EAGLE BUTTE, S.D. (Reuters) - For the last 50 years, Bradley Upton has prayed for forgiveness as he has carried the burden of one of the most horrific events in U.S. history against Native Americans, one that was perpetrated by James Forsyth, his great-great-grandfather.
Forsyth commanded the 7th Cavalry during the Wounded Knee Massacre on Dec. 29, 1890, when U.S. troops killed more than 250 unarmed Oglala Lakota men, women and children, a piece of family history that has haunted the Colorado man since he was a teenager.
This week Upton, 67, finally got an opportunity to express his contrition and formally apologize for the atrocities carried out by Forsyth to the direct descendants of the victims at their home on the Cheyenne River Reservation in South Dakota.
“The response has been unbelievable ... very positive and very touching,” Upton said as he wept during a phone interview with Reuters. “Love is divine and forgiveness is divine.”
The Lakota people “are extraordinary people. They are so wise and beautiful,” added the professional musician, who made the nine-hour trip from his home to the reservation.
During an event on Wednesday on the reservation, Emanuel Red Bear, a teacher and spiritual advisor, told descendants that they deserve Upton’s apology.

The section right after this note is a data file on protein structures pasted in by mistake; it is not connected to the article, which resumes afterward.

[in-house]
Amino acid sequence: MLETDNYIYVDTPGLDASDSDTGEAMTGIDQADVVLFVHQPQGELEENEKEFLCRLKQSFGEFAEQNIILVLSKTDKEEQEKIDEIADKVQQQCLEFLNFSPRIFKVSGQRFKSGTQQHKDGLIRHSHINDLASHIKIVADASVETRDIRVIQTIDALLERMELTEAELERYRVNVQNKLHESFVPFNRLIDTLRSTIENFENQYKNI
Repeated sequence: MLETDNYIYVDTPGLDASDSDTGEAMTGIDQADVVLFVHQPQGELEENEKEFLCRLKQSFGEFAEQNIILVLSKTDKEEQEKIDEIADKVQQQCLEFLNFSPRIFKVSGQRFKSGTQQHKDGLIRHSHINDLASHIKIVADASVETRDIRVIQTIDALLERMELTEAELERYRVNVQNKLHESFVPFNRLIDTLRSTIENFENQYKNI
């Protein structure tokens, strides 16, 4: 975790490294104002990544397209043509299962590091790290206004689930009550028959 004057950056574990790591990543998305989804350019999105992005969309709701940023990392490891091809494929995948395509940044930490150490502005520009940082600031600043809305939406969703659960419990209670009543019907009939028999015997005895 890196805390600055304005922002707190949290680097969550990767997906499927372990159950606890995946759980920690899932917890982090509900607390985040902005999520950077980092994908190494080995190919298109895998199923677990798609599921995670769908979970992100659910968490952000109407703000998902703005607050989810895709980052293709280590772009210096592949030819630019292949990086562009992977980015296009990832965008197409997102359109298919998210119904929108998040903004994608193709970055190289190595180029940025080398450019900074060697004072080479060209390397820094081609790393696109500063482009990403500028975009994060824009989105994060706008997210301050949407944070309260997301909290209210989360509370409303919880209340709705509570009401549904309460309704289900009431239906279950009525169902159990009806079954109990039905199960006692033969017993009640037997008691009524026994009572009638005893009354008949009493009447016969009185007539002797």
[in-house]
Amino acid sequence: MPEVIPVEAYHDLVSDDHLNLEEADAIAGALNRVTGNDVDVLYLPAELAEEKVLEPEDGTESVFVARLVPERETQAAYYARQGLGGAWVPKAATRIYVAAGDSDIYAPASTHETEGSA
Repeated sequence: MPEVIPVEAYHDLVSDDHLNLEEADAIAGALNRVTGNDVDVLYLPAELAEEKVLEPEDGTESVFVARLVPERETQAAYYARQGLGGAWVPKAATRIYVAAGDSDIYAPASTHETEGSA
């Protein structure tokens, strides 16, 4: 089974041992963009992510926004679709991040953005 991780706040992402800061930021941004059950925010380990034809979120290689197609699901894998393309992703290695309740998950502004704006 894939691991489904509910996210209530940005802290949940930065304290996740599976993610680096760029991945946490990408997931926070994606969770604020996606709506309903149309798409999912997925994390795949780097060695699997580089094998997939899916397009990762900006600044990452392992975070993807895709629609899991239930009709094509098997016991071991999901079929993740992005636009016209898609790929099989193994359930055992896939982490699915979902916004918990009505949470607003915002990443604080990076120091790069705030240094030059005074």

“Only one man had a conscience enough to come here to ask for forgiveness for what his great grandpa did,” he said. “There needs to be more.”
Upton’s journey to forgiveness began when his great uncle sent him photographs of the carnage when he was 16 years old.
“I knew immediately that it was wrong,” he said. “I felt a deep sadness and shame.”
Two years later, Upton became a student of a Buddhist mediation master.
“I prayed for the next 50 years for forgiveness and healing for all of the people involved, but particularly because my ancestors caused this massacre, I felt incredible heaviness,” he said.
Upton believes that the impact of the massacre can be seen throughout his family tree, which has been plagued by alcoholism, abuse and betrayal.
A year ago, a neighbor’s friend got Upton in contact with Basil Brave Heart, a Lakota elder. Brave Heart has worked on similar healing ceremonies and assisted Upton over the following year.
Deeply profound similarities exist between Buddhism and the beliefs of the Lakota people, who pray for “all my relations,” Upton said.
“Which means all of us have always been completely related. We have always been family, every being in the world has always been related from the beginning of time,” he said.
Reporting by Brendan O'Brien in Chicago; Editing by Sandra Maler